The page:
Sometimes people say things about food or nutrition that unless you’re carefully listening would seem almost admirable. Upon further discussion, though, it becomes pretty clear that the person’s super-healthy habits maybe aren’t so very super-healthy after all. Most everyone has heard of Anorexia Nervosa, Bulimia Nervosa, and Binge Eating Disorder. Orthorexia Nervosa, however, is a more recent term for an issue that is skyrocketing regarding frequency. Orthorexia is health-consciousness on steroids. This is not the person who tries to eat a healthy, complete diet, but who knows that it’s OK to enjoy everything in moderation and occasionally treat themselves to something not “healthy.”
Instead, someone with orthorexia is obsessed with diet planning and food preparation and will punish themselves or berate themselves if they slip up. Orthorexia is closely related to obsessive-compulsive disorder. Unlike anorexia, orthorexia is not necessarily focused on weight loss. However, it often starts with a strict weight loss diet, and some people have both orthorexia and anorexia as overlapping disorders. The focus on orthorexia could be physical fitness, “clean” eating, organic food, exclusion of certain types of foods or food groups, or a myriad of other concerns. Often these concerns are viable, but they are taken to an unhealthy extreme. People with orthorexia follow all sorts of diets- they could adhere to veganism, be a fruitarian, or follow a strict paleo diet. People with orthorexia are most likely deficient in several nutrients as a result of their diet.
Signs of orthorexia include:
- social isolation and avoidance of any situation that could potentially affect their diet of choice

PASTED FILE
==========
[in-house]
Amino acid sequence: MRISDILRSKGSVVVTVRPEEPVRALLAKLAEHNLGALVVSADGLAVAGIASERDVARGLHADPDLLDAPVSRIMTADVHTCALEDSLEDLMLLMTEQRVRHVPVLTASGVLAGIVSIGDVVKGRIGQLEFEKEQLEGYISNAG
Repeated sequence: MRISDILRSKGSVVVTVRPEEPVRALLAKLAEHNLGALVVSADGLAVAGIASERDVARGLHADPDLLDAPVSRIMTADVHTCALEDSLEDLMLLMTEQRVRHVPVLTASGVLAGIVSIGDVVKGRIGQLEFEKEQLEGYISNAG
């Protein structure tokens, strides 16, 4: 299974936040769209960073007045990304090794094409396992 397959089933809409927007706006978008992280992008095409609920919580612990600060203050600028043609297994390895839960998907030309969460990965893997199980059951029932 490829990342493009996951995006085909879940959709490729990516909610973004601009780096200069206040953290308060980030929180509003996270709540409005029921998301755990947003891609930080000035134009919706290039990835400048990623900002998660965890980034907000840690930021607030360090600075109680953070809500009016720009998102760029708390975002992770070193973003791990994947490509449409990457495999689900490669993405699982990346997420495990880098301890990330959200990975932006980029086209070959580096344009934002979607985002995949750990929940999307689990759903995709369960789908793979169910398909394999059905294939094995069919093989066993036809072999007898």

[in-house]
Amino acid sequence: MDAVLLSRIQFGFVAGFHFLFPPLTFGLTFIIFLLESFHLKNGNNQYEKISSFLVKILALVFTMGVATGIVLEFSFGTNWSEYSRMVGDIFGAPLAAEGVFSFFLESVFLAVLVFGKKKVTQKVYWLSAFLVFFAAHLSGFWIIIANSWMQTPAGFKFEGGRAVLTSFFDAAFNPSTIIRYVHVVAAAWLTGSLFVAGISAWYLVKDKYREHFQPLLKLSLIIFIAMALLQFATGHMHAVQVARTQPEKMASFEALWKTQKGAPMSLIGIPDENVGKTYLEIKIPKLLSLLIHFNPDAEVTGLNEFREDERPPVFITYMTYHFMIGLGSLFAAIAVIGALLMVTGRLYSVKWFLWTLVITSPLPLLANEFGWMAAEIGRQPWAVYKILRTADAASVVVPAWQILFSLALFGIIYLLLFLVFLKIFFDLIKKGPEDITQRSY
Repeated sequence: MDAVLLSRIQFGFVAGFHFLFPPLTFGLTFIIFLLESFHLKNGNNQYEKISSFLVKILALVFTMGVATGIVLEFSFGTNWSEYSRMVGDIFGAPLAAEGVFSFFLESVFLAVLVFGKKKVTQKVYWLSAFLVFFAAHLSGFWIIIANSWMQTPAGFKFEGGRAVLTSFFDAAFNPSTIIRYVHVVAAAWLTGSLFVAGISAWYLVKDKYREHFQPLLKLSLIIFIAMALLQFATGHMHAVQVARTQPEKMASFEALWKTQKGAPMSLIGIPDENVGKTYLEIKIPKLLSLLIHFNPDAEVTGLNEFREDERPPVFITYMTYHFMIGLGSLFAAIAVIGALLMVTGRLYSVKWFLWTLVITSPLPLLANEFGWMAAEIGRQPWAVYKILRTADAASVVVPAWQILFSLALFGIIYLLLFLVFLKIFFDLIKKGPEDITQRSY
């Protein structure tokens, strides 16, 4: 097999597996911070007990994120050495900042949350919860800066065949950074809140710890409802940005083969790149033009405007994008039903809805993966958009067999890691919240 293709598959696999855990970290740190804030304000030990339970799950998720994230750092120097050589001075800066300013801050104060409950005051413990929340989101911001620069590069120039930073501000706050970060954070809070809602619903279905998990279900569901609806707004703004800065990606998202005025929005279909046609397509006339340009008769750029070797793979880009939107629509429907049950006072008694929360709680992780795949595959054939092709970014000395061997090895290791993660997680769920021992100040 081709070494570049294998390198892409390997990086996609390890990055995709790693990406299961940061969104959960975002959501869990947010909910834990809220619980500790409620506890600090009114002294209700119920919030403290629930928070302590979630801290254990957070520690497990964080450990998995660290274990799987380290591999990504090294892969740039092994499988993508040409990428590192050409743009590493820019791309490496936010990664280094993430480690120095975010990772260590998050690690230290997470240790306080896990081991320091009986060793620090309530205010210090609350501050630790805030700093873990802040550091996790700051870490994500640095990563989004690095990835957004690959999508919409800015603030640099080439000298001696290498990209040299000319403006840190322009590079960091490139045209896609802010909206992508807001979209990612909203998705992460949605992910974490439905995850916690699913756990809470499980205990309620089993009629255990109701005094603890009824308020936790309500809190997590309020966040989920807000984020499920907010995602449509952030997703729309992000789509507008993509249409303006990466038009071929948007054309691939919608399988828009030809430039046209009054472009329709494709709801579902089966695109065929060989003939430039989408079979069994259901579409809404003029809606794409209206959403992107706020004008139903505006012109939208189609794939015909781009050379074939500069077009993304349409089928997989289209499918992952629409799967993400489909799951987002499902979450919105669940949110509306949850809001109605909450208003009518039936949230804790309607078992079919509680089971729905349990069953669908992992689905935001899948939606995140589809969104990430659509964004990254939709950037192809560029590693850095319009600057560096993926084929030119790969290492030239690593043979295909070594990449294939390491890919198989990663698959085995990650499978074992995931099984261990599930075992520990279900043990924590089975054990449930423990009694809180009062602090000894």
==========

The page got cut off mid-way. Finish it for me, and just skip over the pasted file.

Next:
- an inability to gauge physical hunger
- being unable to enjoy food
- feeling a great deal of shame or remorse when straying from the diet
- feeling more in control and better able to handle daily stress when following the diet
- judging others’ diets and offering unsolicited advice or comments on others’ food choices
- having self-esteem that is heavily reliant on whether the diet is being followed or not
- having emotionally-charged food cravings when upset, tense, happy, sad, etc.
- being extremely concerned about the relationship between foods and health concerns such as asthma, anxiety, or depression
- self-diagnosis with food allergies or intolerances
- increased use of dietary supplements or herbal products
- spending an excessive amount of time studying nutrition, recording food intake, looking at recipes, or planning meals
In a world where many people are simultaneously fixated on health and are unhealthy, it can be quite challenging to determine if someone is simply extremely health conscious or are actually in need of help. Generally speaking, if the diet is so rigid that it interferes with a person’s daily life and relationships or is hurting a person’s emotional or mental well-being, there is a problem. When we give food more power than it deserves, we give up our power. Food is not about morality or purity, or social standing…it is sustenance. So think hard before you start complimenting the person who lost 20 pounds in three weeks on the newest and greatest diet; you may be fueling the fire without even knowing that you are doing it. Let’s focus on the fact that about half of all Americans have one or more chronic health problems and get realistic about sustainable methods to turn that around. Most diseases don’t originate from a single issue such as diet and can’t be solved with diet alone. As a dietitian, I know precisely how important a healthy diet is. Still, I also know how much harm can be done by pushing yourself too hard and attempting to fulfill other people’s definitions of well-being without consideration of your limitations, beliefs, and goals.